I have lived in Seattle for almost 24 years. I’ve experienced earthquakes, blizzards, a partial eclipse, wildfire smoke that turned the sun red, and multiple 40-day stretches of rain. Each is uncertain in a different way. What I hadn’t experienced until this week was being at the epicenter of a scary, new viral infection. That was a new kind of uncertainty that affected my family’s life, my work as a biochemistry professor at Seattle Pacific University, and our service at Bethany Community Church.
I’m one of those people who still gets a paper newspaper each morning. Over seven days, and through seven headlines, it became clear that the first U.S. community to be hit hard by the viral infection was my own. As the uncertainty continues, I’m looking back through those headlines, and I see that God was near in each uncertain minute.
Friday, February 28, Seattle Times headline: “Virus fear pummels Alaska, Boeing stock.”
At first the virus seemed far away. I know students from Europe who were worried about returning home to a quarantined family over spring break in a few weeks, but no one knew about the news we would receive that night.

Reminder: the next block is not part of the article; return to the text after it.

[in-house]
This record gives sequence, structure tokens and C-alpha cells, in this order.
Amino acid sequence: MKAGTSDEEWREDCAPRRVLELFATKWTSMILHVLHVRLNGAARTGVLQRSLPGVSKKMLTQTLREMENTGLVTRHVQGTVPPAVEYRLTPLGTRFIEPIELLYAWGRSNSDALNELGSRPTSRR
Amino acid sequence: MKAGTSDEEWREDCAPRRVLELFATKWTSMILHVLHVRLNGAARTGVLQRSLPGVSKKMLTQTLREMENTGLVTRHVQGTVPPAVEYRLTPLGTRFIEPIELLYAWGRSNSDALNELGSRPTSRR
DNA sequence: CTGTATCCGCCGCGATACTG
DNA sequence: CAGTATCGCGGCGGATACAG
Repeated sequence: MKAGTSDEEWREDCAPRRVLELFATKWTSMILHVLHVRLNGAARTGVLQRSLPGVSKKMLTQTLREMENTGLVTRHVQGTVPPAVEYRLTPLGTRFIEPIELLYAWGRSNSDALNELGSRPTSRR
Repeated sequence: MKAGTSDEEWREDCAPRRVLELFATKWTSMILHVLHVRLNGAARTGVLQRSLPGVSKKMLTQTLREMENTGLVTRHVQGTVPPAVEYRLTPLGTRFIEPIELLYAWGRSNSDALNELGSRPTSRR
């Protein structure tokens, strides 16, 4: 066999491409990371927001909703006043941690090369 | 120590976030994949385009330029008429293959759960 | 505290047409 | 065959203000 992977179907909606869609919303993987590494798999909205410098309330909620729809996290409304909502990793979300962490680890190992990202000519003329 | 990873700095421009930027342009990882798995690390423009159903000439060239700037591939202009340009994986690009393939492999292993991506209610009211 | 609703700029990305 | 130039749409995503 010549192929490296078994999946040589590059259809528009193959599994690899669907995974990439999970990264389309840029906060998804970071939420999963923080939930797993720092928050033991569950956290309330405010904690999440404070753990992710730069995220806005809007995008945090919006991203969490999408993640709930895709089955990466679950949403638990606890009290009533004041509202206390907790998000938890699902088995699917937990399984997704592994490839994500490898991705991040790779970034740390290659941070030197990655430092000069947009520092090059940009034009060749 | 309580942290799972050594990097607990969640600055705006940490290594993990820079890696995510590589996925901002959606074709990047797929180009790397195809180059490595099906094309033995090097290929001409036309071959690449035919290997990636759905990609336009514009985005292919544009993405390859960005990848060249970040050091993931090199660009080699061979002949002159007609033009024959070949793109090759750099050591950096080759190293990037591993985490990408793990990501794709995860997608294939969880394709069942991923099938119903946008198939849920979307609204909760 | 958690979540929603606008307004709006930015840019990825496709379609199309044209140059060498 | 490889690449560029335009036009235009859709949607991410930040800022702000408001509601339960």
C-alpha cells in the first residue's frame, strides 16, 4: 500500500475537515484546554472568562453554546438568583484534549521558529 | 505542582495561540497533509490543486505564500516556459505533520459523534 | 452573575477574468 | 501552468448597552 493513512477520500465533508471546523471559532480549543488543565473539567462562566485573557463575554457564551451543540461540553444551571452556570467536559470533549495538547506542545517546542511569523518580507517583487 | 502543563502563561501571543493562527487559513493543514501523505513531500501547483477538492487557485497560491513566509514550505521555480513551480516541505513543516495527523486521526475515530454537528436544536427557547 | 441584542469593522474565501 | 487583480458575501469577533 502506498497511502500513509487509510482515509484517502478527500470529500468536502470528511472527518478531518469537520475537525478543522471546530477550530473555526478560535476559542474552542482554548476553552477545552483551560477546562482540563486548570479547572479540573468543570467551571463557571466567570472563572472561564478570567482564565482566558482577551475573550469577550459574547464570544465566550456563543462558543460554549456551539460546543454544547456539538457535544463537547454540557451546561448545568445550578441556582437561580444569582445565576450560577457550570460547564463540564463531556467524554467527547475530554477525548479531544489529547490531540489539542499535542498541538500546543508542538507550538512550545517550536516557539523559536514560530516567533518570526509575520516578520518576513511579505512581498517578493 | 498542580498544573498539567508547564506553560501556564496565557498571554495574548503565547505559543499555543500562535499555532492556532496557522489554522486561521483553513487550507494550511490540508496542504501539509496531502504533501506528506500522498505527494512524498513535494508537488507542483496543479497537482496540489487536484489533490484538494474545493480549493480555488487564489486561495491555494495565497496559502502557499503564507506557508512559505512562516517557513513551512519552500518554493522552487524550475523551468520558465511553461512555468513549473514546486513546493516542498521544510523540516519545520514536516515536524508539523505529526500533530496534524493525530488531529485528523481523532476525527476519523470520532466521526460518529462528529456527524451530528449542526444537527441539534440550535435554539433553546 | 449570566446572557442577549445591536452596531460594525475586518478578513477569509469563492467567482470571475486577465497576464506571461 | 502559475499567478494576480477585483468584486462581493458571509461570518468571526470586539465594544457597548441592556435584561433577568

As the weekend began, we learned that a student from a high school north of Seattle had tested positive for this coronavirus. The red flag with this case is that he had not travelled internationally, so he did not catch the virus from somewhere else but from someone else. This case was the first known local coronavirus infection in the U.S.
We didn’t know whether there was one “someone else” with the virus or one thousand. So we carried on with our plans and checked the news every five minutes. I received an email from my university that it had convened a committee to keep an eye out and offer advice. Something was starting to happen. I tried to push my mind toward prayer as it anxiously wandered.
Saturday, February 29: “Two new coronavirus cases seen locally.”
The high school student was one of these cases, and the second was a person who had traveled from Asia. This was enough to convince everyone to move—out to the stores. By mid-day, Costco’s parking lots were full and checkout lines were long. I’m not sure why you’d shop at the place with open-air samples when you’re worried about viral spread, but I guess it’s where you go when you want to stock up.
My family was in Eastern Washington at a Bible Quiz meet, while I had stayed home to work on a book proposal. I texted my wife, reasoning that lines might be shorter hundreds of miles away, and asked if we needed milk or anything perishable.
We had enough milk already, so they didn’t go shopping, but the contingency plans had begun. The uncertainty was catching, and it had spread to the supermarket: Would it take an hour to pick up milk? Would they even have milk? What should we buy more of today in case it would be sold out tomorrow?
Sunday, March 1: “King County patient is first in U.S. to die of COVID-19”
Three new cases were confirmed, all people who had caught it from the community. One had died. Two were from a long-term care facility, and many more from there had symptoms. This contagion was picking up speed.